These results indicate that the porosity of the framework should exceed an average pore size of 150 μm [17,18]. First, most existing techniques only allow the fabrication of scaffolds with predetermined, fixed porosity. During the degradation process, the internal structural bonds of the polymer frameworks were broken, resulting in a decrease in molecular weight.

A wide range of applications in tissue engineering and regenerative medicine tailored to the needs of individual patients have made additive manufacturing, often known as 3D printing, one of the most revolutionary technologies in the modern world. Furthermore, we speculated that the mechanical stability, as well as the degradation rate of the 3D macroporous structure, could be controlled by the concentration of the polymer content in the ink, while maintaining the same level of low cytotoxicity.

Figure 1.1 Bone cells types (Osteocyte, Osteoblast, Osteogenic cell, and Osteoclast) [3]
Figure 1.1 Bone cells types (Osteocyte, Osteoblast, Osteogenic cell, and Osteoclast) [3]


  • Chemicals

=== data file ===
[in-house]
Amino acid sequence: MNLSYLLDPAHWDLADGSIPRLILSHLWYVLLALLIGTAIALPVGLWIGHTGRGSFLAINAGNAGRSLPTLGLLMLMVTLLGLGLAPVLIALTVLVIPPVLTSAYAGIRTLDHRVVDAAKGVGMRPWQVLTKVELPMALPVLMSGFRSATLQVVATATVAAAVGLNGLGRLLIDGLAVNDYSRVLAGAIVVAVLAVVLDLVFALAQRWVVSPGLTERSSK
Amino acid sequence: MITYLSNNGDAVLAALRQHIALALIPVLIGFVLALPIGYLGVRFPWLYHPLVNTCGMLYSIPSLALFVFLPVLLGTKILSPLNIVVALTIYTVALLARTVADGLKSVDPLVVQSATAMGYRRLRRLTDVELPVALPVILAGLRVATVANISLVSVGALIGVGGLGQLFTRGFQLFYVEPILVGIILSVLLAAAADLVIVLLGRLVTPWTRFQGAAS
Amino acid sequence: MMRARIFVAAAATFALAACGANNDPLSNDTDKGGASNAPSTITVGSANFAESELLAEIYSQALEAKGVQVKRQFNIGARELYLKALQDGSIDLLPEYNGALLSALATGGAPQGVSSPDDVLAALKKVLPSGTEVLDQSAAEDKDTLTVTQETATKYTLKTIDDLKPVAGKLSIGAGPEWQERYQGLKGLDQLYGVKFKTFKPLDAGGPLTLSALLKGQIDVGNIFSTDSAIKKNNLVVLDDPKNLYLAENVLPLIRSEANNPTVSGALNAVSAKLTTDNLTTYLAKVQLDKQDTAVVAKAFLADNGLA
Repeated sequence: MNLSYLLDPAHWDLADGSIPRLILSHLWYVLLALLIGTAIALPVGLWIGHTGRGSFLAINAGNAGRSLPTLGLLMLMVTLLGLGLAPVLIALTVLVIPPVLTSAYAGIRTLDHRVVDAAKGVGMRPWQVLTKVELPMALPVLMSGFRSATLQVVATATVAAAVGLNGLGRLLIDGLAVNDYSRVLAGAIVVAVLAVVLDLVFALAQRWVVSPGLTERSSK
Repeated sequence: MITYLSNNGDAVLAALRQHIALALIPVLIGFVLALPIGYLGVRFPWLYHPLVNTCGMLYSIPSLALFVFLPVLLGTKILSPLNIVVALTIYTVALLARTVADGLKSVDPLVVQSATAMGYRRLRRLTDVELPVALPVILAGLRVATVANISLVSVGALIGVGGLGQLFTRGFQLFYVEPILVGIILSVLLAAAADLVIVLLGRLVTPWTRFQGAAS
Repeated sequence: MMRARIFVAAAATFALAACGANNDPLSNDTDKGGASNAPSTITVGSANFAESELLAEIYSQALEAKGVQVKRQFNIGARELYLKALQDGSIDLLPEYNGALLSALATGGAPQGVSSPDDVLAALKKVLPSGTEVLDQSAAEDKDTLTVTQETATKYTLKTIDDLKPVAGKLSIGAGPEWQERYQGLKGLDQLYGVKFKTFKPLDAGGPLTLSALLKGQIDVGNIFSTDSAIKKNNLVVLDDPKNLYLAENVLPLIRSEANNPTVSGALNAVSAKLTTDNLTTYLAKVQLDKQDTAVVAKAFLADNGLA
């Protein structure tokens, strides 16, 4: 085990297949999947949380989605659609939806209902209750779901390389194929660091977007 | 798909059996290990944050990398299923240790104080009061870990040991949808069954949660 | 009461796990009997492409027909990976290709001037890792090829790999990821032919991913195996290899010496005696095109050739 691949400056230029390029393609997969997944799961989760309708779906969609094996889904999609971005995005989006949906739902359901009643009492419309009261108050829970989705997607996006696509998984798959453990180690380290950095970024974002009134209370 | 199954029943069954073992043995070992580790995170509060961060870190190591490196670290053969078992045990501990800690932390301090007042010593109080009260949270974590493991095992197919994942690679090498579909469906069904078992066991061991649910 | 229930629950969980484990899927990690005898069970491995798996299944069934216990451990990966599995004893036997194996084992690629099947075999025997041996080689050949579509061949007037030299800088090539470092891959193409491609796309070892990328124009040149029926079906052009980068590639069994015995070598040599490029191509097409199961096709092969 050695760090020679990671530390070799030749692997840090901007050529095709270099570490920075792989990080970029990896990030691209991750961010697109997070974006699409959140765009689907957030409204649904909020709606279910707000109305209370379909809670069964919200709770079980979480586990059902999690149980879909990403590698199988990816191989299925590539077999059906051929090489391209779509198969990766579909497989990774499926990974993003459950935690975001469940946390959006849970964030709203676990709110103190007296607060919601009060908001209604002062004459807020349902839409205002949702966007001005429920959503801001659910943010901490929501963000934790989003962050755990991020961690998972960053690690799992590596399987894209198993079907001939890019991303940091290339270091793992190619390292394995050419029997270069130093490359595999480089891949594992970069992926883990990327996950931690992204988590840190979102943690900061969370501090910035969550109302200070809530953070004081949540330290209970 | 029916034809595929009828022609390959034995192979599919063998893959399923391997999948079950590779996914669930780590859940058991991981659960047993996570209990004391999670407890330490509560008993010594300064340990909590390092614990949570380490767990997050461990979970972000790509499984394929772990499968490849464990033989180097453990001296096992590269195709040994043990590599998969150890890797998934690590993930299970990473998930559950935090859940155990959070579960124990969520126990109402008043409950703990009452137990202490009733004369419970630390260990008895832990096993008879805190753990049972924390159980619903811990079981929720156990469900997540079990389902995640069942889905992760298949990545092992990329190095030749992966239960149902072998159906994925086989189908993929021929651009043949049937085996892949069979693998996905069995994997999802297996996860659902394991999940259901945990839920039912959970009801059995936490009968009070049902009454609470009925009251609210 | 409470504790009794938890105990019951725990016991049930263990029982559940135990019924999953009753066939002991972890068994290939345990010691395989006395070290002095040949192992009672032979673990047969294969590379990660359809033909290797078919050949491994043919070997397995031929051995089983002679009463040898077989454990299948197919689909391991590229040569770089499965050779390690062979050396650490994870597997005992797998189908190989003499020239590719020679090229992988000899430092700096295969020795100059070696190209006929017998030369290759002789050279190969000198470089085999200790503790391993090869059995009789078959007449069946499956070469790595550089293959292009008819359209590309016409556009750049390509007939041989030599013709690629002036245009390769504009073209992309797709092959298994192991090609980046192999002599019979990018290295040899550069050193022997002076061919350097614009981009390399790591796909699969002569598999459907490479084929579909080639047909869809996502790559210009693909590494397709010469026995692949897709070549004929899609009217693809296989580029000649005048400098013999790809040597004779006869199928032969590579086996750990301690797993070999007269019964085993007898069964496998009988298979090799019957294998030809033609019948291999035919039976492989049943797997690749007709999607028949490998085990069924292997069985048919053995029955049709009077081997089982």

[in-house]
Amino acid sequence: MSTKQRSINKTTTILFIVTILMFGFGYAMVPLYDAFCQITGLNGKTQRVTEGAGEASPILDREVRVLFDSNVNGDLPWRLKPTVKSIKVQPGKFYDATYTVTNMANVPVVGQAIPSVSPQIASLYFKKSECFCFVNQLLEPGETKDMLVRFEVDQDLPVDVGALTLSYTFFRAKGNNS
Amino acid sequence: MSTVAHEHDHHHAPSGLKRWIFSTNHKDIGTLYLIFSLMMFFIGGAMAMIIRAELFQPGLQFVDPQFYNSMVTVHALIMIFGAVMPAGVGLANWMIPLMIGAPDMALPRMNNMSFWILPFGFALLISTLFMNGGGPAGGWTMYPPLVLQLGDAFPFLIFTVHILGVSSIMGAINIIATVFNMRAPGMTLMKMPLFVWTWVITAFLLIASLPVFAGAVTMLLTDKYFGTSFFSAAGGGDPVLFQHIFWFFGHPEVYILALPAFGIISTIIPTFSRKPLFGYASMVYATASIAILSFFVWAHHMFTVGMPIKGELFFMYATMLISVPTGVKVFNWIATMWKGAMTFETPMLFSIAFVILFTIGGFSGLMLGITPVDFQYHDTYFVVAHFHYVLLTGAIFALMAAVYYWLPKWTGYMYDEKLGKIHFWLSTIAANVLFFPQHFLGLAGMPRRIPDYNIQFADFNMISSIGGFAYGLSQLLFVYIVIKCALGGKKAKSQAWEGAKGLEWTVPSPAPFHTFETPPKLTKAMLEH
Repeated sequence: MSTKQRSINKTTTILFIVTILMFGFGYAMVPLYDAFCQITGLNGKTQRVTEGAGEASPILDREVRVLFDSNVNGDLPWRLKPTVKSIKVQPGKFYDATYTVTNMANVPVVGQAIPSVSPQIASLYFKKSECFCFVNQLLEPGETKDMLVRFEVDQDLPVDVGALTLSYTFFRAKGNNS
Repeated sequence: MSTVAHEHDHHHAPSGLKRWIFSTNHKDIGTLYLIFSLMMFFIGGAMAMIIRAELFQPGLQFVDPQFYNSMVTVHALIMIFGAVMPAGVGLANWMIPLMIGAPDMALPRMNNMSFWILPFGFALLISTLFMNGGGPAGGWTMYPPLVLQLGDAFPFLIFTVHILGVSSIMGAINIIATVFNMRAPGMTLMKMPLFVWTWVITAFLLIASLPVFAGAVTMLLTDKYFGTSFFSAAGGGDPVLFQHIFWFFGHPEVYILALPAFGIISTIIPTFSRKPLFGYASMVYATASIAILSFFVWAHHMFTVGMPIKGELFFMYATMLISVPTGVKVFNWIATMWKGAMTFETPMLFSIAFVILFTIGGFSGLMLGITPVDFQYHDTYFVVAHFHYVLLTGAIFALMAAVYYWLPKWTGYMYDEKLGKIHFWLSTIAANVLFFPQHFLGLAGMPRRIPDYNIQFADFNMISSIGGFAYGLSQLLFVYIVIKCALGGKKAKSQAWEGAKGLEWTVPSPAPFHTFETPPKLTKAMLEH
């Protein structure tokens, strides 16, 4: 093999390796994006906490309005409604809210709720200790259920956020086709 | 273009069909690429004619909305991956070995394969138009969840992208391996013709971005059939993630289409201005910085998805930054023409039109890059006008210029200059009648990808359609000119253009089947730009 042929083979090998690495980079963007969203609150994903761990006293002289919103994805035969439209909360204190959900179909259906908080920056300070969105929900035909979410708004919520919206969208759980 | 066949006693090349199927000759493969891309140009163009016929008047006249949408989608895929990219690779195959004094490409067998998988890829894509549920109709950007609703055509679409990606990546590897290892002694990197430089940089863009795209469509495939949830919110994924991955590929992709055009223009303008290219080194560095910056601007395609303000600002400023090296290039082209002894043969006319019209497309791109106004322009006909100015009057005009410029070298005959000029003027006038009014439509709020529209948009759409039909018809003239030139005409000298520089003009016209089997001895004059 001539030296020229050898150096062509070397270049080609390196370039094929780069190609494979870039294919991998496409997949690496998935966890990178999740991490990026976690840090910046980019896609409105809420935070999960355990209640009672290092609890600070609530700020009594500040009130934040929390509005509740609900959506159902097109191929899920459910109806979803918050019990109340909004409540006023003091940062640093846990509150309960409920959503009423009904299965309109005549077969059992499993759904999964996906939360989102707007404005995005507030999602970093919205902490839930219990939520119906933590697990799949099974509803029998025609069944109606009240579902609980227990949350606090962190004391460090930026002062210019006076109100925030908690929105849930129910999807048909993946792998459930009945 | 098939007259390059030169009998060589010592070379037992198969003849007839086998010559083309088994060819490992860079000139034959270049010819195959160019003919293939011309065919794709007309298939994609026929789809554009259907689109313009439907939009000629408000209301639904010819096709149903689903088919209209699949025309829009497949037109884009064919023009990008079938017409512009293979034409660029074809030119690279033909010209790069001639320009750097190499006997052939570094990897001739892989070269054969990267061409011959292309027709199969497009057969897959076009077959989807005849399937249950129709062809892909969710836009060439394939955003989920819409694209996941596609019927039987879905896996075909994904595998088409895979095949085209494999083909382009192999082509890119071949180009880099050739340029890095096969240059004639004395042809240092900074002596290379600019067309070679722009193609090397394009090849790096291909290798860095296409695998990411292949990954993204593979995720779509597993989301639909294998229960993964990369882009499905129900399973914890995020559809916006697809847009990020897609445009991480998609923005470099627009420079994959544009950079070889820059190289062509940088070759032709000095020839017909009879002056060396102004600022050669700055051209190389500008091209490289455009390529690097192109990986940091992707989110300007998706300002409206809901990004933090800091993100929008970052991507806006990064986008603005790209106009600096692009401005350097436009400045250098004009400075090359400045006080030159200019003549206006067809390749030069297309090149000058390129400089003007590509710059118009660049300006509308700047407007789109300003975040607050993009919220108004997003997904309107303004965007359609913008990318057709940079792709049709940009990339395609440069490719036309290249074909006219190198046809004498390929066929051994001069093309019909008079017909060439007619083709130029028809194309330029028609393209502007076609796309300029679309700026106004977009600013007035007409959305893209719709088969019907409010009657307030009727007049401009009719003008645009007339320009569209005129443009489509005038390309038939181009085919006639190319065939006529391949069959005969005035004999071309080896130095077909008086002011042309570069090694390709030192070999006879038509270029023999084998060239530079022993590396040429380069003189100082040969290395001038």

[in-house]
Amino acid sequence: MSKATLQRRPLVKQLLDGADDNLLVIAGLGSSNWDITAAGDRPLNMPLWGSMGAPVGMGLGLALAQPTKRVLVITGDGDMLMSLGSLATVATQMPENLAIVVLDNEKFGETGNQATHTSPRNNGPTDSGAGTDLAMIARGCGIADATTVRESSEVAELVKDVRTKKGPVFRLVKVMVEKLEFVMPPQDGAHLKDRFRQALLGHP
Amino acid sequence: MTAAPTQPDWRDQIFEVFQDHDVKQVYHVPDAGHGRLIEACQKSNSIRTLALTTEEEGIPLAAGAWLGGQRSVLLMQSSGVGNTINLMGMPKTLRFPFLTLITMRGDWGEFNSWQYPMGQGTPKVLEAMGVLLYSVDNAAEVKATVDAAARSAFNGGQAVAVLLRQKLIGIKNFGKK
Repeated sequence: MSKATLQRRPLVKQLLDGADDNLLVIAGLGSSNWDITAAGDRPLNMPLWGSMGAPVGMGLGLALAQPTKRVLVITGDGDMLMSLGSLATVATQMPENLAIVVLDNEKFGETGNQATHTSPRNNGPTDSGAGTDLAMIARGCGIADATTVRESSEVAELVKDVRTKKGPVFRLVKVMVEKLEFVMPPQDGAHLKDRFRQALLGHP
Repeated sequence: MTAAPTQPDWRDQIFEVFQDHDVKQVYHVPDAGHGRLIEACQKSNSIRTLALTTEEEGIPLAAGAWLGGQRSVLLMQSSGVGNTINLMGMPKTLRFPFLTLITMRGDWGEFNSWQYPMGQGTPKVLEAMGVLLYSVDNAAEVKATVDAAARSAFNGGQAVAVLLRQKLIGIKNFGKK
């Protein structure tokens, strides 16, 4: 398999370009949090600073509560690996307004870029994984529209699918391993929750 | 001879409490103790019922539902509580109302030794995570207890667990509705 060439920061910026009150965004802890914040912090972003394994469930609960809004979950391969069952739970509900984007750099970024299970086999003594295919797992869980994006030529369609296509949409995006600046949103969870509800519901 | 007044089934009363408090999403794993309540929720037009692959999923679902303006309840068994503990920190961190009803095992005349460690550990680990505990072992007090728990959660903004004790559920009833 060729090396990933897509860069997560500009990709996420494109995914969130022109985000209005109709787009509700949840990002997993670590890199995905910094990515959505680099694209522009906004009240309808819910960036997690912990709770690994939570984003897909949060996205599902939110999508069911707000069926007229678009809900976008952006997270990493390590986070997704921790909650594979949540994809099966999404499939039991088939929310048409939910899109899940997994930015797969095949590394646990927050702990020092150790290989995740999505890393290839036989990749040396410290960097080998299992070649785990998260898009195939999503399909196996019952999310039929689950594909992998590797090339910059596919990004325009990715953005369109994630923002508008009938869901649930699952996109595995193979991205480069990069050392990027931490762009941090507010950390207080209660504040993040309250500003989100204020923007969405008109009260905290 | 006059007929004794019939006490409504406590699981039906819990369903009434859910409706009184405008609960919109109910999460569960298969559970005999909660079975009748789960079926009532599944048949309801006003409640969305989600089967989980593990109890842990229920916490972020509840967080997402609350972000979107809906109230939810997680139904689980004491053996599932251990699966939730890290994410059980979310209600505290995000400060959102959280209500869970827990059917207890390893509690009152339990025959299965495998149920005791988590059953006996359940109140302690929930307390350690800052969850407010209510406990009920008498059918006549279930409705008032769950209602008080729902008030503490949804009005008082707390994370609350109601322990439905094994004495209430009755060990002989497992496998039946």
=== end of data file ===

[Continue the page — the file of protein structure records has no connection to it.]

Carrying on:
• Synthesis of biopolymer and formulation of ink
  • Shear thinning properties
  • Mechanical and morphological description
    • Morphological studies
    • Swelling Test
    • Deterioration Anaylsis
    • Accuracy (%)
    • Stress/strain testing
  • Cell culture
    • Scaffolds preparation for cell viability
  • Statistical analysis

Scaffolds were fabricated using a BIOX 3D printer manufactured by CELLINK in Sweden, maintaining temperature control via a temperature-controlled print bed and printhead. The scaffolds were printed at a uniform speed of 5 mm.s-1 and an extrusion pressure of 60–75 kPa to ensure uniform hydrogel fibers, with the pressure varying according to the ink composition. The carriers were then rinsed with water and lyophilized for 24 hours before long-term storage at 4 oC.